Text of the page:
Kea All Hallows

Kea All Hallows 11
Kea All Hallows

We do not usually do a write up of a C19 church as they do not, strictly, fall within our period, but we make an exception here.

The history of the churches on this site is set out on another page. Suffice it to say that there was another church here in 1802 which, following structural problems, was swept away and replaced in 1894-7 by ‘one of the most attractive late C19 churches in Cornwall (though very un-Cornish)’ (Pevsner) by GH Fellowes Prynne in a ‘strongly Arts and Crafts-influenced later Perp style’.

Very un-Cornish it is too, with lavish use of Ham and Bath stone. The Arts and Crafts feel is, to our eyes, muted, certainly in comparison to St Hilary. It is large, open and light compared with most Cornish churches, with wide arcades.

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Kea: All Hallows

Once you have overcome the surprise that anyone was building in real stone in the C20 at the same time as the cathedral up the road – at what immense cost? – another surprise awaits you inside for this is a strongly evangelical church and it feels it.

The most notable thing is the large projection screen which, unlike churches like Tregony which retract theirs when not in use, this one had been left in place, dominating the view, and obscuring the high altar and east end.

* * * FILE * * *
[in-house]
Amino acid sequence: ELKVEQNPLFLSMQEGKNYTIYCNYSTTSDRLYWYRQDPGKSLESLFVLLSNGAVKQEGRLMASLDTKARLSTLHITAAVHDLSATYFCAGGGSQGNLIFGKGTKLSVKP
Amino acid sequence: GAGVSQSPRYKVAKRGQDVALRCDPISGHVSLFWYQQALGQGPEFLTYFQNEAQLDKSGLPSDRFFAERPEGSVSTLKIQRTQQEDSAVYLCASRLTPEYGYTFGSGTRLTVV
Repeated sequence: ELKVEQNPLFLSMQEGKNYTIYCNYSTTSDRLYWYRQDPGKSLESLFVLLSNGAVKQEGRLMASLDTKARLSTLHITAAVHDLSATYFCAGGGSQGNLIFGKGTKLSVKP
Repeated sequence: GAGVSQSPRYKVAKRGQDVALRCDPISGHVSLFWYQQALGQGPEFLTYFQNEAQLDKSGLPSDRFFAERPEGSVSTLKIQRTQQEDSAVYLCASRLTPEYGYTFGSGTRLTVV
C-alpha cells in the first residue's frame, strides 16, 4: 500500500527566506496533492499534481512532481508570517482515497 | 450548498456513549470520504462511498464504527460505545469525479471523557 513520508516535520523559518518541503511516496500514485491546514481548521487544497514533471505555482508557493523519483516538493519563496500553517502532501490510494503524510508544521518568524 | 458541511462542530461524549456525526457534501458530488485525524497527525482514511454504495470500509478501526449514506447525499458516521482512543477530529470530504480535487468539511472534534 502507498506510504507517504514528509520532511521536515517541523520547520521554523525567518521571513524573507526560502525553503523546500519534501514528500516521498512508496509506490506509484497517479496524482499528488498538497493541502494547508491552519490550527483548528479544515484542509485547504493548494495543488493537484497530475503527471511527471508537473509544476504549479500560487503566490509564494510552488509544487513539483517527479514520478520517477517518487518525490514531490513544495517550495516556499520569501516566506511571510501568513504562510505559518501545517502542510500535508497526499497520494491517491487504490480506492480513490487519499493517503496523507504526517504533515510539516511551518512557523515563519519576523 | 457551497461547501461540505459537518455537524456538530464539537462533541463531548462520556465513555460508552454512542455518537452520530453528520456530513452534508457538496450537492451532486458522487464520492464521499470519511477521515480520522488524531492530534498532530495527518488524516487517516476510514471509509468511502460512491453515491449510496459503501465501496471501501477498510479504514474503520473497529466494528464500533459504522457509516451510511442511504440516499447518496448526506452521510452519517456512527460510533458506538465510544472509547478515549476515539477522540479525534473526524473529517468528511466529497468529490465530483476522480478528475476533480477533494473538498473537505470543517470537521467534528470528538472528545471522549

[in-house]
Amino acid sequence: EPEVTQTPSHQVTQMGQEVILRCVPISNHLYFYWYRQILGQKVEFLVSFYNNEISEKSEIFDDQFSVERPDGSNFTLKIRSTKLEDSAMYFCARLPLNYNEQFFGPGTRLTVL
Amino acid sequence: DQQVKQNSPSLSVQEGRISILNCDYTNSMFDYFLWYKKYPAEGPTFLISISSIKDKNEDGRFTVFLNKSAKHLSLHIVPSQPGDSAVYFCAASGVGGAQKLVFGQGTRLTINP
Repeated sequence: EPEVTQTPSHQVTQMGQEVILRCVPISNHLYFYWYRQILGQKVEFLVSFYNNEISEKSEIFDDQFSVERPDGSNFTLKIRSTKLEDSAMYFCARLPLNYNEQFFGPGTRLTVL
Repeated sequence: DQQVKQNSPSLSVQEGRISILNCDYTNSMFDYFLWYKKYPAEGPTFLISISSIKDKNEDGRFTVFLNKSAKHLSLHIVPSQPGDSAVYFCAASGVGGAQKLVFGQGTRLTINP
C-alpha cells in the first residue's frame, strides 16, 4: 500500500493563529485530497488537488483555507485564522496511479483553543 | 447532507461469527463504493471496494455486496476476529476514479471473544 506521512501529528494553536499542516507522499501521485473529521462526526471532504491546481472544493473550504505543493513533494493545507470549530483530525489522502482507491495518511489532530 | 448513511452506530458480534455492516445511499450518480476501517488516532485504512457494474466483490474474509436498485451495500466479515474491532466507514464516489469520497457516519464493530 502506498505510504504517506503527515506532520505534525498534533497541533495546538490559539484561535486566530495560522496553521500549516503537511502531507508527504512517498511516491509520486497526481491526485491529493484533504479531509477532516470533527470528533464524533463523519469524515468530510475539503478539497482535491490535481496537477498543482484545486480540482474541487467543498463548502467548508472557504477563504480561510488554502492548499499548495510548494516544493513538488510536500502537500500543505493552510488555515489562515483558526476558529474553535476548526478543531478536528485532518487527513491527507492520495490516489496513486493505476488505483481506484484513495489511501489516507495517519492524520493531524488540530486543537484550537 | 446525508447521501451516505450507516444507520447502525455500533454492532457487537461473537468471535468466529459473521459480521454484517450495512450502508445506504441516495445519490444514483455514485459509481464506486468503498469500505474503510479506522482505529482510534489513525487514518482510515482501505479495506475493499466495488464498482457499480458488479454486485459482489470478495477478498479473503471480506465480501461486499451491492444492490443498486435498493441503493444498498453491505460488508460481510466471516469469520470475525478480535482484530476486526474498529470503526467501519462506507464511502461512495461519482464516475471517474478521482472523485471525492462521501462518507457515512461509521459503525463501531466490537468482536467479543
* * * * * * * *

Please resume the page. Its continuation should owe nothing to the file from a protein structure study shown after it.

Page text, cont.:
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Kea: the mixing desk

To one side at the west end was a large and professional-looking mixing desk while the south transept was taken over by the detritus of a musical group with nothing tidied away.

There really was a feeling that one has walked into a recording studio rather than a church in the old fashioned sense of the word. Welcoming? It felt more off-putting despite the strong evidence of a lively community at work. There were advertisements for activities – one for a Barn Dance with the offer of a chance to hear about the Mercy Project standing out – management structure charts and advice about ‘safeguarding’. It is probably packed to the rafters each Sunday.

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Kea: All Hallows Norman font

It is certainly a reminder of how each age struggles to re-use and adapt historic spaces to modern forms of liturgy and worship. The contrast with the views of the C16 Puritans who had to sweep away statues, rood screens, and iconography, was marked.

For us, the greatest joy of this church was not the C19 feel to the space which was definitely un-Cornish, but the lovely Norman font of the Bodmin type which was moved from Kea old church. It would be too large to fit into the current St Kea but it felt out of place in this determined space.

We infinitely preferred its sister church at Kea. I wonder how we would have got on with the Puritans.

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A journey through the landscape and history of Cornwall